600 Capitol Way North, Olympia, WA 98501-1091
Archived documents do not reflect current WDFW regulations or policy and may contain factual inaccuracies.
January 04, 2000
Contact: Madonna Luers (509) 456-4073 or George Tsukamoto (360) 902-2367
Public open houses Jan. 12-14 in Kennewick, Clarkston, Newport to discuss Hanford elk relocation proposals, hunting seasons
The Washington Department of Fish and Wildlife (WDFW) will host public open houses January 12 - 14, 2000 in Kennewick, Clarkston, and Newport to discuss proposals for relocating surplus elk from the Hanford Reservation and proposals for the 2000-2002 hunting seasons.
The open house-format sessions for information sharing and comment gathering will run from 5 to 9 p.m. at these locations:
The elk population on and around the U.S. Department of Energy's Hanford nuclear site and the U.S. Fish & Wildlife Service's Arid Lands Ecology (ALE) reserve in Benton County has grown from eight animals in 1975 to over 800 today. The growing herds, mostly unchecked by hunting because of access restrictions, are now causing damage to private agricultural lands. By state law, WDFW is responsible for wildlife damage.
- Wednesday, Jan. 12, at the Benton County Public Utilties District, 2721 West 10th Ave. in Kennewick;
- Thursday, Jan. 13, at Heights Elementary School, 1917 4th Ave. (Appleside & 4th Avenue, near Lincoln Middle School); this session will also include information on WDFW aerial surveying and the hunting permit draw system, per local requests.
- Friday, Jan. 14, at Stratton Elementary School, 1201 W. 5th St. in Newport (on the southwest end of town, just off Hwy. 2).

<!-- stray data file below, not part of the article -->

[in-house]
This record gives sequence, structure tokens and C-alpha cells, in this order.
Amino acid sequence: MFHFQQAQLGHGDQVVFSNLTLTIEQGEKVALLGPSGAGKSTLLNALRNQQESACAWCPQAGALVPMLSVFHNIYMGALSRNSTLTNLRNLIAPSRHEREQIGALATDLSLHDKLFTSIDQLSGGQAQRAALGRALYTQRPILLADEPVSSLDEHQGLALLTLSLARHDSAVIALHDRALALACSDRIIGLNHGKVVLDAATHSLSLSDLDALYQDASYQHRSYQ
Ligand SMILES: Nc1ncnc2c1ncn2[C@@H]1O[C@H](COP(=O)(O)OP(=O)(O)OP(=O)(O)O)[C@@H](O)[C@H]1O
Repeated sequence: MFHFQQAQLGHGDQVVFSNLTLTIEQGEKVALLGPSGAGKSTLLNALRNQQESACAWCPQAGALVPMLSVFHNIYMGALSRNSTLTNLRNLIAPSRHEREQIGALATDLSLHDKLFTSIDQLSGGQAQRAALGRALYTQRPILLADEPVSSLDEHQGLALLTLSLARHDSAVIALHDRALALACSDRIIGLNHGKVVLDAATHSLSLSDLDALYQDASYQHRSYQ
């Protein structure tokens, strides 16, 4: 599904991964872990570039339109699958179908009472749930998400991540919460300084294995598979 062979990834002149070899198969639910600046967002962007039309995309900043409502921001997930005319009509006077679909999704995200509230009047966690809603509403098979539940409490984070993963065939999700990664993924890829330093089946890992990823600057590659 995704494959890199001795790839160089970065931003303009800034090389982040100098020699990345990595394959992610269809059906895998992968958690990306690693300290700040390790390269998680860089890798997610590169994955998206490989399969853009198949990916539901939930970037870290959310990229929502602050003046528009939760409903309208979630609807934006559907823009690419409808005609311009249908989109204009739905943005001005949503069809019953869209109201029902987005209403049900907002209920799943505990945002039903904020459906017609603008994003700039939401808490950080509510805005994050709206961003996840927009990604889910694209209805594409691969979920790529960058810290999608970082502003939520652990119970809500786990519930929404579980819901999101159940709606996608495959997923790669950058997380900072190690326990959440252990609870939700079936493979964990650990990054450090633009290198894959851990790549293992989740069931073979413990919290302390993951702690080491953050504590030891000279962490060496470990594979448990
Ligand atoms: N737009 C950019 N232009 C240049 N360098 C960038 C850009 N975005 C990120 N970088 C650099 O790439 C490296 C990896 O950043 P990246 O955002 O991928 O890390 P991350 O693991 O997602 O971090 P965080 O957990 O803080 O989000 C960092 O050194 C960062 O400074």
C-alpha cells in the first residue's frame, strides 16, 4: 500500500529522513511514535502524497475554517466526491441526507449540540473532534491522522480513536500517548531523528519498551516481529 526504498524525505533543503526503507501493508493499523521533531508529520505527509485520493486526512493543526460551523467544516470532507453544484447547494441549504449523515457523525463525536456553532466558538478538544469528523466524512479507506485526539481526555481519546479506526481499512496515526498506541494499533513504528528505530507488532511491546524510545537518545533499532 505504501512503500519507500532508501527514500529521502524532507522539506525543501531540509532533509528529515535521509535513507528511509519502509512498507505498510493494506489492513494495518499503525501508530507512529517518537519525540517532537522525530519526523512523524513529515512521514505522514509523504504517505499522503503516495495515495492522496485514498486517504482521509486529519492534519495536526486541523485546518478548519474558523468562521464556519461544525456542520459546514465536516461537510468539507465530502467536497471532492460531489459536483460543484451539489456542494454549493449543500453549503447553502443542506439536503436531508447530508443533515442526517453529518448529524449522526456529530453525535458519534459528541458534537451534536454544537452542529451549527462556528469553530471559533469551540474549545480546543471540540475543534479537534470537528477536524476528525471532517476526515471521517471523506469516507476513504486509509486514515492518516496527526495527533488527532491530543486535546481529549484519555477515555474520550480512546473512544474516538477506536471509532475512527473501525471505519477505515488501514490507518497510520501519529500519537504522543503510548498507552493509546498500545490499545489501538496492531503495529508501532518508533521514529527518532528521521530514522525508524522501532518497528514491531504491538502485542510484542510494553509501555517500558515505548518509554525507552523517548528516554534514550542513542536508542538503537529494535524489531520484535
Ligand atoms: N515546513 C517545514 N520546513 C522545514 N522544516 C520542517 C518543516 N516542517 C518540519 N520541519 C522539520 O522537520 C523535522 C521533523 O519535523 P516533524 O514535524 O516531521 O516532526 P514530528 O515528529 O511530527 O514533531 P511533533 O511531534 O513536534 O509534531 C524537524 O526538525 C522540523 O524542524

WDFW proposes to remove up to 500 elk over the next few years, preferably through live capture and relocation to other areas of the state where elk numbers could use a boost. The top two relocation sites identified are: 1) the Lick Creek Game Management Unit (GMU 175) in the Blue Mountains of Garfield and Asotin counties, where up to 200 elk might be released; and 2) the Selkirk (113) and 49 Degrees North (117) GMUs in Pend Oreille County, where up to 100 elk might be released.
Elk capture and relocation could get underway by late winter or early spring of 2000, with additional efforts in 2001. Further control of the Hanford elk population could be addressed through future special hunting seasons.
In addition to DOE and USFWS, WDFW is working on the proposed plan cooperatively with the U.S. Army's Yakima Firing Center (to the west of ALE), Benton, Yakima, Asotin, Garfield, and Pend Oreille county officials, the Yakama, Nez Perce, and Kalispel Indian tribes, Rocky Mountain Elk Foundation (RMEF), Inland Northwest Wildlife Council (INWC), and private landowners.
A factsheet on the Hanford elk issue and copies of the fully-detailed proposed plan are available at WDFW's headquarters in Olympia and regional offices in Yakima, Ephrata, and Spokane, or on the agency's website under "Wildlife Science." Written comments on the plan will be taken through Jan. 28, 2000.
WDFW's proposals for the 2000-2003 hunting seasons will also be available for discussion and review at the three public open houses. Copies of those proposals will be available Dec. 30, 1999 at WDFW offices or through the website. Already scheduled meetings specifically to address these season proposals will be conducted Jan. 18 - 27 in Spokane, Wenatchee, Yakima, Federal Way, Everett, Vancouver, and Aberdeen. The Washington Fish and Wildlife Commission will make final decisions on hunting seasons at their April 7-8 meeting in Yakima, where final public comments can be made.